[Forbes, Texas Mobile Medical Labs]
Since the beginning of the pandemic, waiting in long lines for a Covid-19 test has been a major barrier to getting tested. While rapid point-of-care tests in the home setting have yet to become a reality, solving this dilemma in the interim has been plagued with logistical challenges.
But one teen in Houston, Texas, has taken notice. After experiencing the frustrations of long lines for Covid-19 testing throughout Houston—when he was required to actually take a test after completing a clinical rotation in an ER—Taft Foley III, an 18 year-old high school senior and the state’s youngest EMT, decided to launch his own mobile testing lab in a van, Texas Mobile Medical Labs. The CLIA-certified lab has attracted the attention of not only local Houston media, but also NBC’s Nightly News last evening.
Foley performs both rapid antigen tests (by nasal swab) with results by text or email within 15 minutes, but has also partnered with Baylor Genetics Laboratories to provide PCR tests with results in 24-48 hours. The company does not accept insurance for the tests (range of $100-$150 per test), but recommends that clients submit claims to their insurance company for full or partial reimbursement.
Foley and his team are currently serving individuals and businesses throughout Houston, approximately 500 so far, but one of the most rewarding aspects of his business is giving back to the community, he emphasizes. In fact, the revenue from every test his company performs helps to provide tests free of charge for Houston’s homeless, as well as veterans and senior citizens. “For each paid test, we use proceeds for a free test for someone who can’t afford a test,” he explained.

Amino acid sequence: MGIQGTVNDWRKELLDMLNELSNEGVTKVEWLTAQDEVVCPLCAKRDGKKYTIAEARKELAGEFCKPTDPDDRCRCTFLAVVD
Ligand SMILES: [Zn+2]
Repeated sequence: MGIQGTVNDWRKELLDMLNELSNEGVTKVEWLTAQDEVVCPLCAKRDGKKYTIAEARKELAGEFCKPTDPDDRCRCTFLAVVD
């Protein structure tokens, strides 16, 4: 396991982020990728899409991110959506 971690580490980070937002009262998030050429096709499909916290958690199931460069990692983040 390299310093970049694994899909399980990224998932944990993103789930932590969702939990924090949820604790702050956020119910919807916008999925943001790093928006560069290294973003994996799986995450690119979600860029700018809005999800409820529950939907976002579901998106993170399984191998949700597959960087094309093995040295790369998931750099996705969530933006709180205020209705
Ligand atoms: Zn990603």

The majority of his company’s tests “have been done at businesses who appreciate our mobile capabilities—we arrive and test all employees onsite and have their results back in 15 minutes,” he explained.
Foley is currently applying to colleges. “My top schools are Harvard, Stanford, Princeton and Yale,” he said. Foley is an honor roll student and an Eagle Scout.
Certainly wearing masks, physical distancing and hand hygiene are vital aspects of public health measures to control Covid-19. But having an effective testing strategy, with a combination of point-of-care rapid tests in a lower risk population for daily surveillance, along with PCR-based tests with greater sensitivity for those who are recently exposed makes good clinical sense.
Foley’s approach supports such measures: “I’m not a doctor, but I believe that symptomatic people should quarantine. The virus is being spread by asymptomatic people. My theory is that the way to beat Covid-19 is with widespread testing of asymptomatic people.”
By Robert Glatter, MD